through Mrs. Piper's trance, when the death-bed incident was of course entirely
unknown to me.

Rare are the " Peak in Darien " cases (see section 718), but cases like
this are rarer still.

961. As will be seen from the account of Elisa Mannors in 960 A,
some attempt was made in her case to speak and write Italian. In the
case which follows there was an attempt to write Hawaiian. (From Pro-
ceedings S.P.R., vol. xiii. p. 337.)

This was at a sitting arranged for by Mrs. Howard in October 1893. Mrs.
Howard made some notes at the time from which the report was prepared, and
I obtained some additional information later from the sitter, Mr. L. Vernon
Briggs. The original writing was apparently lost, and Mr. Briggs never had
the opportunity of studying it after the sitting. The communication purported
to come from a Honolulu boy named Kalua, who became much attached to
Mr. Briggs during a six months' stay of Mr. Briggs in Honolulu in 1881, and
who followed Mr. Briggs to Boston under somewhat romantic circumstances
in 1883. He was soon sent back to his native island, but again returned to
Boston, where he was shot in 1886, in a sailor's Bethel, whether inten-


tionally or not was unknown. There was some suspicion against a
Swede, who was imprisoned, but there was no evidence against him, and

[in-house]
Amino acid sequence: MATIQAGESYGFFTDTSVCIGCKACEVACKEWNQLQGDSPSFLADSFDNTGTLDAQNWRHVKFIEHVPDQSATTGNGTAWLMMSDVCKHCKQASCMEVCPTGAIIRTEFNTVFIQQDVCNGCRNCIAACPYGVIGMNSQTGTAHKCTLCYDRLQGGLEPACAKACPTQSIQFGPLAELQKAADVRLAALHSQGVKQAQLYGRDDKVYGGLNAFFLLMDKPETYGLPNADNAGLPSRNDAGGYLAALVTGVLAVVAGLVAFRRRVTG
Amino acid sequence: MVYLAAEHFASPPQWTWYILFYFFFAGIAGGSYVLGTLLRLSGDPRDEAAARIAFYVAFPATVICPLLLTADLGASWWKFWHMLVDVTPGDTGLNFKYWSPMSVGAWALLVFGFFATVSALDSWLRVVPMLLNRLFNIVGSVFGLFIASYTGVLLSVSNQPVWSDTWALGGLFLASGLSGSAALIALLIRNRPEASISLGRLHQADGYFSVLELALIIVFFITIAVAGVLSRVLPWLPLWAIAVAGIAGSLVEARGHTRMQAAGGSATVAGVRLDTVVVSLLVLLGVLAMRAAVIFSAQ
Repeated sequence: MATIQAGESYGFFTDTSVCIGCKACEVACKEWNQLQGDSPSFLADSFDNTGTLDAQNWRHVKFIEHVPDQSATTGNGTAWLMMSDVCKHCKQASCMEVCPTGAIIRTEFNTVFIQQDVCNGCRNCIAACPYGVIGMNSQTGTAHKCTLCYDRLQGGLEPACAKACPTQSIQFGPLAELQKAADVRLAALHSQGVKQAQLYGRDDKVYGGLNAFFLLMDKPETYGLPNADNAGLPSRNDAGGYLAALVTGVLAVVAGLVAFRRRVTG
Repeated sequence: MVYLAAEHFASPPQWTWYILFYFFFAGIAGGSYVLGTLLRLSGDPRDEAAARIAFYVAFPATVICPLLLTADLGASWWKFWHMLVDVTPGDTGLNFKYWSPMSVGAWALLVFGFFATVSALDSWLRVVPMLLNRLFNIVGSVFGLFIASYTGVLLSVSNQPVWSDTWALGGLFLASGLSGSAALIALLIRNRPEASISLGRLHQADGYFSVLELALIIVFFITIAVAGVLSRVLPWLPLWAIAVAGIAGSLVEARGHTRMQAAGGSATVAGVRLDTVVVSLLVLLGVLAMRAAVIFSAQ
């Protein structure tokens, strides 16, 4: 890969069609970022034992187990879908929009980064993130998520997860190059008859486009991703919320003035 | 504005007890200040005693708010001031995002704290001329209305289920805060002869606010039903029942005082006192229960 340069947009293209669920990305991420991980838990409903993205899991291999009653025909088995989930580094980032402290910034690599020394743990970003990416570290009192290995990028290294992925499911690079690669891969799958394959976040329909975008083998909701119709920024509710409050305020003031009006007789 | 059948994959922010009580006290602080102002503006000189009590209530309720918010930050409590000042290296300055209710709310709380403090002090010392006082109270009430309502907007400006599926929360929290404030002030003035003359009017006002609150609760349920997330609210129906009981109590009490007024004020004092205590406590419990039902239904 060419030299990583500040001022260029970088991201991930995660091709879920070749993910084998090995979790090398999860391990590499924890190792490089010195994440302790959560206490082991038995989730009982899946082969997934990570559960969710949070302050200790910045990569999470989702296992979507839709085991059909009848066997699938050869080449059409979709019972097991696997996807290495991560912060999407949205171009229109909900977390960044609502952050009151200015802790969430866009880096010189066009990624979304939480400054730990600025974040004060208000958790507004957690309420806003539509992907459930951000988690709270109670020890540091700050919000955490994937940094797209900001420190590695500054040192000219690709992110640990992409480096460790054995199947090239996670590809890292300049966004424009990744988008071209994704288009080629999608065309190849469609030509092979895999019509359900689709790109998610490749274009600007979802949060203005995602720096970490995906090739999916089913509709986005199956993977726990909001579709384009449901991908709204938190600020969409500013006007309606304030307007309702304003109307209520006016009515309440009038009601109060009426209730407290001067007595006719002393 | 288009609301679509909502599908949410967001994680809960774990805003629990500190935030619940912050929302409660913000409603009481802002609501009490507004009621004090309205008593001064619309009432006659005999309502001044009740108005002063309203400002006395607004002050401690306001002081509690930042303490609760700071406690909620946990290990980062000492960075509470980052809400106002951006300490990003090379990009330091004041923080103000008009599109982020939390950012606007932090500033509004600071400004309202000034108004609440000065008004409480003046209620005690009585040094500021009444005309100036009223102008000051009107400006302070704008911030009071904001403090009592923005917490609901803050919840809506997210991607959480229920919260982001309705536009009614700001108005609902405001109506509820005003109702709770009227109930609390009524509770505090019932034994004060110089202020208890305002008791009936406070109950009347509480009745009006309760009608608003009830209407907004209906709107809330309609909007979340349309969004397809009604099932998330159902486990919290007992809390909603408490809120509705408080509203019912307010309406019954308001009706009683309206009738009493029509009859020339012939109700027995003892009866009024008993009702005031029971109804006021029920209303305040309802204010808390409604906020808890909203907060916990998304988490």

he was finally discharged. The Swede said that Kalua had accidentally
shot himself with a revolver, and eventually confessed that after the ac-
cident he had himself hidden the revolver behind a flue, where, after taking
part of the chimney down, it was found. Mr. Briggs had taken a handker-
chief belonging to Kalua to the sitting. Kalua had been shot through
the heart, and there was some confusion apparently about the locality
of the suffering, "stomach" and "side" being mentioned, under what ap-
peared to be the direct control of the voice by " Kalua," and Mr. Briggs
asked if it was Kalua. Phinuit then spoke for " Kalua," who said that he
did not kill himself, that he had been gambling with the other man who
disputed with him and shot him, but did not mean to, and who threw the
revolver " into the hot box where the pepples are " (meaning " the furnace "
and the " coals "), and hid his purse under the steps where he was killed.
" Kalua " also said there was shrubbery near it. The cellar of the house was
examined, but no purse was found, and there was no shrubbery in the cellar.
" Kalua " tried to write Hawaiian, but the only " ordinary " words deciphered